They cut out multiple layers of fabric in one go, not individually. As a sewer I know that will cause a difference in sizing. You get what you pay for.


#27

When you are buying clothes in a store where basics rarely cost over $20 and in many cases $2-3 I really don’t think you can complain too much. There are fitting rooms for a reason. Remember that the store is there to make a profit. So whoever is manufacturing these items is supplying vast quantities of slave made goodies presumably also to make a profit. Then the goods have to be transported, packed, unpacked, distributed, repacked, hung, tidied, and eventually sold in their millions to actualy realise a profit. I wonder how long K-Mart and BigW can keep the balls in the air?


#28

Trying on clothing instore is not always an option. I use a wheelchair. I need to be at home and with appropriate help to try on items. It’s not as easy as taking a helper with me to the store. The cubicles are rarely large enough to accomodate the wheelchair let alone another person and still leave room to maneuver in and out of the clothing. As a person who has dropped 5 sizes in the last nine months, I have bought a lot of clothes. A standard sizing would enable me certainty when buying clothes. As it is, I waste a lot of time returning ill fitting clothing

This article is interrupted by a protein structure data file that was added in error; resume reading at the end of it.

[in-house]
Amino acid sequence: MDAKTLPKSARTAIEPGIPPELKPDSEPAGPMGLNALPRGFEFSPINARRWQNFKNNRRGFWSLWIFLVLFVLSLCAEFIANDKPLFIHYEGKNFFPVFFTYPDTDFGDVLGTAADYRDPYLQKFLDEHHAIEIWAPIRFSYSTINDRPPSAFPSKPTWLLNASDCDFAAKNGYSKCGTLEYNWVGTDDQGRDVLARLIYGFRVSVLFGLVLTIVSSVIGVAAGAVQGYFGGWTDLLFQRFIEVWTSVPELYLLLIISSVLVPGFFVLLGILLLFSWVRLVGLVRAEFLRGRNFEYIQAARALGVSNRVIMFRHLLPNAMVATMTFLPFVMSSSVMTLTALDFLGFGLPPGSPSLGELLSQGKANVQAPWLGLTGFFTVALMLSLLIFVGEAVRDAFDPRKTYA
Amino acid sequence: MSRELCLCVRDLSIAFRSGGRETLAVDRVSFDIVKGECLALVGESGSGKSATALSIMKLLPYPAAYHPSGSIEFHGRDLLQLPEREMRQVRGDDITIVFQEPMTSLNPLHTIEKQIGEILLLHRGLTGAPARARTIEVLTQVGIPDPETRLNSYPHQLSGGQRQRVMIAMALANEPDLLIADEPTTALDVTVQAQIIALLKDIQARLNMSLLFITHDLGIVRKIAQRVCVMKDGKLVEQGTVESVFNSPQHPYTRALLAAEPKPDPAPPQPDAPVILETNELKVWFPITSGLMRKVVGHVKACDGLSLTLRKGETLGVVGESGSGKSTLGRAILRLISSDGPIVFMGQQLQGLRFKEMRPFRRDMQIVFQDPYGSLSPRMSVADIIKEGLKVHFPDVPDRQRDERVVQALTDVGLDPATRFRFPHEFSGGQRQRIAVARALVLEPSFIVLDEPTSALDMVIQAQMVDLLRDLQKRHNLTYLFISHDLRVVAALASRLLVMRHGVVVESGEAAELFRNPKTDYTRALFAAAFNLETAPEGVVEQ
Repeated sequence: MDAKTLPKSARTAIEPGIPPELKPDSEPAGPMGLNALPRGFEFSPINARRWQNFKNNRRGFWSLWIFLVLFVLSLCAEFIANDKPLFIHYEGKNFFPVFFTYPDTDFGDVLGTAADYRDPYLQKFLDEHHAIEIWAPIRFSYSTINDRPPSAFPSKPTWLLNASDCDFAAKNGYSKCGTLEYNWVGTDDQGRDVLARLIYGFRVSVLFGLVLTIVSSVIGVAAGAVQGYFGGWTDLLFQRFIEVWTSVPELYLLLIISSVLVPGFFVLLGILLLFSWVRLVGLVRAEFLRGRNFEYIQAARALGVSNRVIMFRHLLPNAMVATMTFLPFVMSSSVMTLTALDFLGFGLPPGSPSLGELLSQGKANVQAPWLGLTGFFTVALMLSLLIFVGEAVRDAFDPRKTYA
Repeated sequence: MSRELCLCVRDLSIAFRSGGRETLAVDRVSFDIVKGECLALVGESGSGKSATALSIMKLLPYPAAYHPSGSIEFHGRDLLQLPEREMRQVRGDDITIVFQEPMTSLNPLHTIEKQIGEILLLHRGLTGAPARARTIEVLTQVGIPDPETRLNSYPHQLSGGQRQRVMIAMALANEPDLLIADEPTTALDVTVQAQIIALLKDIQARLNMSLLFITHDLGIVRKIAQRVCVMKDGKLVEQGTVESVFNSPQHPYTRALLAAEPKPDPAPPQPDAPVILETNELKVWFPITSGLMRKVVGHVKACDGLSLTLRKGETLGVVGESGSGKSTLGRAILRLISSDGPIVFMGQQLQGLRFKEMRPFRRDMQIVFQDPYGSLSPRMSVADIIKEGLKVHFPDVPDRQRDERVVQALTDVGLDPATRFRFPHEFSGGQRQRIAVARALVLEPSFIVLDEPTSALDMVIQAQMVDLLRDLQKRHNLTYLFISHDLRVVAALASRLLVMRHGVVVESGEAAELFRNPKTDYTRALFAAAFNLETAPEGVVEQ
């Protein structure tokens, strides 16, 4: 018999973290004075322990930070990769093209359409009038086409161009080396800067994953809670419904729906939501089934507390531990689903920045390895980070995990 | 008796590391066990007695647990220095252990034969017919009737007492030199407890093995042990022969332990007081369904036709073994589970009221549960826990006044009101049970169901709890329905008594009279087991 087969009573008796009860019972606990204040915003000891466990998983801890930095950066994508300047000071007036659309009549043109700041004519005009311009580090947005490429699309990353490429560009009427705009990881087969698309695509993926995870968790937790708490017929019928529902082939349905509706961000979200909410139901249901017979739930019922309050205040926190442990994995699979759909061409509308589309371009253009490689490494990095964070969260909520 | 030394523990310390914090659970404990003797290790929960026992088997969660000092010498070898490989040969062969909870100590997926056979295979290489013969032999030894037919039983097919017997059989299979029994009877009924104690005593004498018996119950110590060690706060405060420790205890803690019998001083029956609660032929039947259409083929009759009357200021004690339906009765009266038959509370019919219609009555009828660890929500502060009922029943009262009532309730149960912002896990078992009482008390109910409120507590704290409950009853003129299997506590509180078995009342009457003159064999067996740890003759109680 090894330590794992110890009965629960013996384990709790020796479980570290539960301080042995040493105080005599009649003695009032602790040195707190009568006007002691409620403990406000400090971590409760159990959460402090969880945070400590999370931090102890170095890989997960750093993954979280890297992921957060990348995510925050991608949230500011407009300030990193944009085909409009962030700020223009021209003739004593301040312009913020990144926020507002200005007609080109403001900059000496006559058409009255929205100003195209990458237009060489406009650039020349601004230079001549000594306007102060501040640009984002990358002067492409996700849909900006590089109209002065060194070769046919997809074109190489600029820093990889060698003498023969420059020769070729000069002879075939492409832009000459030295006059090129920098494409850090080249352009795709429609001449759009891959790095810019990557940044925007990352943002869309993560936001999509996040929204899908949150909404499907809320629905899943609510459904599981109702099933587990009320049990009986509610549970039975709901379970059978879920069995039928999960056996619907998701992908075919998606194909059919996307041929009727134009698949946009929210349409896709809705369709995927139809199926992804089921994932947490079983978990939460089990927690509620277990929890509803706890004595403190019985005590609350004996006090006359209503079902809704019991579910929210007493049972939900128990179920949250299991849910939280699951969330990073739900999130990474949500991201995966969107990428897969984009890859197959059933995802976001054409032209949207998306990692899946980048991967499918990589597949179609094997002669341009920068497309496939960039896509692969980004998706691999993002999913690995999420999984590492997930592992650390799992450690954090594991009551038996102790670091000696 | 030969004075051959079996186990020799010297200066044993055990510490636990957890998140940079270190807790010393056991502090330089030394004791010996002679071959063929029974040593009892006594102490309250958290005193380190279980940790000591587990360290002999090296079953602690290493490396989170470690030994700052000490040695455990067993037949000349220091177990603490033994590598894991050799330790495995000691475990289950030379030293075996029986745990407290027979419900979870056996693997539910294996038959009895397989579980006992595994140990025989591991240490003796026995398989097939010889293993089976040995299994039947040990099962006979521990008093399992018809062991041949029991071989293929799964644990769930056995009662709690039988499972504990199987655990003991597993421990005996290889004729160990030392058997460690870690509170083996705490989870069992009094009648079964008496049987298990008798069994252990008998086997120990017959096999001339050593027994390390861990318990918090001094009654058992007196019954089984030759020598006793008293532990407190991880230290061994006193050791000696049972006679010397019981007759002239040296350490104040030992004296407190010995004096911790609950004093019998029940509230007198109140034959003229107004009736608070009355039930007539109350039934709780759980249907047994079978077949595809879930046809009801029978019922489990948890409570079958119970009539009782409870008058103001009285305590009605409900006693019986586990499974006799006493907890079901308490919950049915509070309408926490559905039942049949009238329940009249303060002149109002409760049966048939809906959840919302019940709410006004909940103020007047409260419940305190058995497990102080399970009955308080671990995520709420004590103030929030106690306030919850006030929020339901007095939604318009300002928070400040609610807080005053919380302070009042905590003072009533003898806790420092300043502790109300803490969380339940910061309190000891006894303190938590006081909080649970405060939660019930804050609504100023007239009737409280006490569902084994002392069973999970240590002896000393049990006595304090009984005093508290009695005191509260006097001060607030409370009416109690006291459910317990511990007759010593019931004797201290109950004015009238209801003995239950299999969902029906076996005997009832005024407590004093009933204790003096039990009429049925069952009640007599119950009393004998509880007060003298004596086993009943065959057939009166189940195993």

#29

I sympathise with you, Lea - but it’s not just you - a lot of stores aren’t keen to let people try things on, presumably they think their merchandise would become shop soiled or something.

The best way that I have found is to take a measuring tape, or take another garment with me. Of course that’s only a partial solution, because not all garments are the same, or have the same fit.

This is really annoying.


#30

Yes this drives me nuts. I discovered recently that there is no standard here hence one brands 34 can be another brands 36. I do try them on but find that a 34 is now too small and a 36 is way too big. Rivers are a classic, they have size charts that indicate a 35 would fit nicely but guess what… they don’t stock 35. It’s nuts and it doesn’t matter if they $40 or $140, it’s still the same problem.